In addition, differences in attitudes towards vaccines, science, and access to healthcare also contributed to a higher death rate during the pandemic in Republican communities, compared to Democratic leaning communities.  

All this adds up to a terrifying reality. The map above shows that people in the darkest blue counties have an average age at death of 86.8 years, while those who live in the darkest red communities have an average age at death of 66.8 years, which is a 20 year difference in the average age at death, all based on the political values of the county where you live. 

Environmental Factors

Environmental factors can also impact an individual's lifespan. Republicans have generally been skeptical of environmental policies which aim to reduce carbon emissions and protect the environment. In contrast, Democrats support these policies, especially in the states where they live. 

Research has shown that exposure to air pollution and other environmental factors can lead to a wide variety of health problems, including respiratory diseases and cancer. A study by the International Journal of Environmental Research and Public Health found that exposure to air pollution was associated with a higher risk of lung cancer. 

Of course, some highly polluted cities, such as Los Angeles and New York, are in Democratic leaning areas, while many Republicans live in rural, Midwestern areas which may seem to have less air pollution from industry and cars. On the other hand, people in rural areas are more likely to be subjected to exposure to farm pollution, such as chemicals dropped from crop dusters, which can also be deadly.  Despite the higher air pollution in certain Democratic cities, the states of California and New York still have the second and third highest life expectancies in the U.S.  (Hawaii has the highest).  Any health damage caused by pollution may be offset by the other health advantages available to the residents of Democratic states.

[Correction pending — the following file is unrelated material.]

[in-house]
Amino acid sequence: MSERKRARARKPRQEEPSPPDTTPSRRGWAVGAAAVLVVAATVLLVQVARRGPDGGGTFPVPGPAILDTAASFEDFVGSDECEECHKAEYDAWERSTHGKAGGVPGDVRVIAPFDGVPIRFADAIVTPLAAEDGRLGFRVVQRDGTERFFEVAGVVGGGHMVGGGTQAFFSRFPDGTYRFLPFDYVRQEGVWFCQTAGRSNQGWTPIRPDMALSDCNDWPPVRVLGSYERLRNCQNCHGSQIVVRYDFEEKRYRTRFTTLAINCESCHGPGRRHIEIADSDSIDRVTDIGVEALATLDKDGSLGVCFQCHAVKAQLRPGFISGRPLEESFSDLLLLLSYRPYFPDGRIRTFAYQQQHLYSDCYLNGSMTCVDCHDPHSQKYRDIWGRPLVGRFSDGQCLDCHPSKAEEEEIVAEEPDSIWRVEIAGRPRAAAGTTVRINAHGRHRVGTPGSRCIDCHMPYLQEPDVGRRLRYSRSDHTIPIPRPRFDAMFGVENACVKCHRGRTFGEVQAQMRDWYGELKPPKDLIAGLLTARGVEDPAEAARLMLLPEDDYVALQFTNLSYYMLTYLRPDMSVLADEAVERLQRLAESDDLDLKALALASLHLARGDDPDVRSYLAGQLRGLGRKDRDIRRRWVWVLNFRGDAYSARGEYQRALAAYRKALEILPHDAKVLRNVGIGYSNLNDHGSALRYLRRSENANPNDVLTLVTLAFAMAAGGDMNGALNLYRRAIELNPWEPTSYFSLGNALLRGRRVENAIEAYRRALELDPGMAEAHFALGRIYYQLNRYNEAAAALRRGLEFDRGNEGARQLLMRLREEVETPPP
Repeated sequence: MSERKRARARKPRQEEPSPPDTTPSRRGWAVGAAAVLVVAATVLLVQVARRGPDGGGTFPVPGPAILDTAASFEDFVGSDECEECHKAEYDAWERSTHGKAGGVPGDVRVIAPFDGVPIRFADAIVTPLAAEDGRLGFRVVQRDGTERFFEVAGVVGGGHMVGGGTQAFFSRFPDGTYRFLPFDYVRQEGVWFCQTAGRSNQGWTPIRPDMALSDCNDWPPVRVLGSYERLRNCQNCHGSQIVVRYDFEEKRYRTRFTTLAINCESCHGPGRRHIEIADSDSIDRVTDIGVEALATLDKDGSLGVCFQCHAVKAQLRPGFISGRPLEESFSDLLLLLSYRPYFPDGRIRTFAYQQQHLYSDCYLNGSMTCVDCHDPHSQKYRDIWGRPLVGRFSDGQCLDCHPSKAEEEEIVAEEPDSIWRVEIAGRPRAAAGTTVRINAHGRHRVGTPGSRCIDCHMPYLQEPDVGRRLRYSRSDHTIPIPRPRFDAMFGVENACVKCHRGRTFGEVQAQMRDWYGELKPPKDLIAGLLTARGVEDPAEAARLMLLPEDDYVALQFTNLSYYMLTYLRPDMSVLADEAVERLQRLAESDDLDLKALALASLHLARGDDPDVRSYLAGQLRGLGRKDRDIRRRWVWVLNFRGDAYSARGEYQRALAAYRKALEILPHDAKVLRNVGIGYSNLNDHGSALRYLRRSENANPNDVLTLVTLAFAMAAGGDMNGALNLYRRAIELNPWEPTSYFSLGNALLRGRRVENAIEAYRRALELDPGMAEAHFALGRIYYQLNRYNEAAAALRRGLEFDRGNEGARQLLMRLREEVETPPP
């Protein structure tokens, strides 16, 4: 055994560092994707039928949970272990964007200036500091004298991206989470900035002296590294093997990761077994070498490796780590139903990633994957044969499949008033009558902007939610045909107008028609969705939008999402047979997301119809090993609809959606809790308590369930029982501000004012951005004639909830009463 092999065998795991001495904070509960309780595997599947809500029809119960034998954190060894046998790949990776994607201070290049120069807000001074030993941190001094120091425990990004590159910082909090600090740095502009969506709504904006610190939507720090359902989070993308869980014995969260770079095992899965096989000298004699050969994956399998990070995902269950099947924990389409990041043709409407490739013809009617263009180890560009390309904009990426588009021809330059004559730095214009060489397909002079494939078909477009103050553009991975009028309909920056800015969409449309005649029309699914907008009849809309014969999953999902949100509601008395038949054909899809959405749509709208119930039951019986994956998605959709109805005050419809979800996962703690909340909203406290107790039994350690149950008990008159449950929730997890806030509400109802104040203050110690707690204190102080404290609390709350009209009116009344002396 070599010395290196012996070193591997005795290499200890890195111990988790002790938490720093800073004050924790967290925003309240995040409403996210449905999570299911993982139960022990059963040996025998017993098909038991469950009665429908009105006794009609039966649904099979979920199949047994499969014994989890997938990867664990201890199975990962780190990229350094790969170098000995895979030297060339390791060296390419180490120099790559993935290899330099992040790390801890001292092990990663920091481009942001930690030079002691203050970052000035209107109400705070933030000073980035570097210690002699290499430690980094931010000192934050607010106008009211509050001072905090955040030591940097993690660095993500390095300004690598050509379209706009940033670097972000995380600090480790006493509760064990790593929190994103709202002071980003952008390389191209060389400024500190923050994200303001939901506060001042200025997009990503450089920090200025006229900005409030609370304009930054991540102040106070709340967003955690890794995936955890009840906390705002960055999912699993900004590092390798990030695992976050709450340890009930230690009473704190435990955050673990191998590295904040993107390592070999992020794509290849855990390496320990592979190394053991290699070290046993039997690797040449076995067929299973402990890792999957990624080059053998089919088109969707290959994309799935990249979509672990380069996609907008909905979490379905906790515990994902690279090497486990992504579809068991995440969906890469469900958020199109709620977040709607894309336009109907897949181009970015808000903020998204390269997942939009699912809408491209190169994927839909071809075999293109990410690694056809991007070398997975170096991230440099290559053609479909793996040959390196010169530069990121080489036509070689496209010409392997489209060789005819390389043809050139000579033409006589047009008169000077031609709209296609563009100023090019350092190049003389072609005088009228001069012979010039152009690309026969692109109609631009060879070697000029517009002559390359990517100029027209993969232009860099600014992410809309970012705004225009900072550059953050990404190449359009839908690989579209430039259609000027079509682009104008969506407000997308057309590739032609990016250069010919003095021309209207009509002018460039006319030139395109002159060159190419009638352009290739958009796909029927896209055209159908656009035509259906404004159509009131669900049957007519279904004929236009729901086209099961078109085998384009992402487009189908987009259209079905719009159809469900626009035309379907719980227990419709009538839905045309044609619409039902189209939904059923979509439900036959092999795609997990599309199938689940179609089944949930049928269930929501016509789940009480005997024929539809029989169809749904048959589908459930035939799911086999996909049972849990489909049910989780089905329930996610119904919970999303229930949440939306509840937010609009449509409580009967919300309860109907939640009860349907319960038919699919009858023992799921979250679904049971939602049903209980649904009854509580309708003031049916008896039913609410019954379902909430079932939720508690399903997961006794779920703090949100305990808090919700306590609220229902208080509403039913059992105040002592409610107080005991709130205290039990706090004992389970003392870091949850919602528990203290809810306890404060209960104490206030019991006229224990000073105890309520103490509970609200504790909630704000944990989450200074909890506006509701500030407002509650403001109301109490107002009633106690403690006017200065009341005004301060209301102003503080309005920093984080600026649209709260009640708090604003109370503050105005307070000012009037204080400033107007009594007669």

Education is an important factor in an individual's socioeconomic status and overall health outcomes. Democrats generally support policies which attempt to increase access to education, such as affordable college tuition and student loan forgiveness. In contrast, Republicans are more skeptical of policies designed to increase equal educational opportunities for all. 

The problem with lower educational opportunities in some states is that research shows that higher levels of education are associated with lower mortality rates. A study by the American Journal of Public Health found that individuals with a college degree had a 28% lower mortality rate than those without a high school degree. Improving educational opportunities, and making higher education more affordable, is one way to improve the lifespan of the citizens of a state.

Income Inequality

Income inequality is another factor which can impact an individual's lifespan. Republicans generally support policies which favor the wealthy, such as tax cuts for the wealthy and deregulation of the financial sector. In contrast, Democrats support policies which aim to reduce income inequality, such as progressive taxation, increasing the minimum wage and supporting programs such as Social Security and financial safety nets for the poorest Americans.

Researchers have found that income inequality is associated with higher mortality rates, including a study by the Journal of Epidemiology and Community Health which discovered that income inequality was associated with a shorter lifespan. Many Republican leaning Southern states in the U.S., including Mississippi, Alabama, Louisiana, West Virginia and Arkansas, are among the poorest states and also tend to be places where people do not live as long. Essentially, poverty kills.